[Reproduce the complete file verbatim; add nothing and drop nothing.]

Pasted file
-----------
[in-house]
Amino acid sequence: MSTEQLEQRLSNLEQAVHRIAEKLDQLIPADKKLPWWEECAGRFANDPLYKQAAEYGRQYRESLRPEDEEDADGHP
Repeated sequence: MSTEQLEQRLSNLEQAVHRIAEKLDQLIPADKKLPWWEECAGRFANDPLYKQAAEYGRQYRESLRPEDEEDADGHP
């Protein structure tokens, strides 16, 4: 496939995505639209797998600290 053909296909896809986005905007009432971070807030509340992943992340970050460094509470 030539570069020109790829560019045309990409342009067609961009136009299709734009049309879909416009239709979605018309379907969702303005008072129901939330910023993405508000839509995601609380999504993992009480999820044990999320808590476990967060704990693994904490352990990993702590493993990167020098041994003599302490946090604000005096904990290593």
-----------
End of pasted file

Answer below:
[in-house]
Amino acid sequence: MSTEQLEQRLSNLEQAVHRIAEKLDQLIPADKKLPWWEECAGRFANDPLYKQAAEYGRQYRESLRPEDEEDADGHP
Repeated sequence: MSTEQLEQRLSNLEQAVHRIAEKLDQLIPADKKLPWWEECAGRFANDPLYKQAAEYGRQYRESLRPEDEEDADGHP
């Protein structure tokens, strides 16, 4: 496939995505639209797998600290 053909296909896809986005905007009432971070807030509340992943992340970050460094509470 030539570069020109790829560019045309990409342009067609961009136009299709734009049309879909416009239709979605018309379907969702303005008072129901939330910023993405508000839509995601609380999504993992009480999820044990999320808590476990967060704990693994904490352990990993702590493993990167020098041994003599302490946090604000005096904990290593």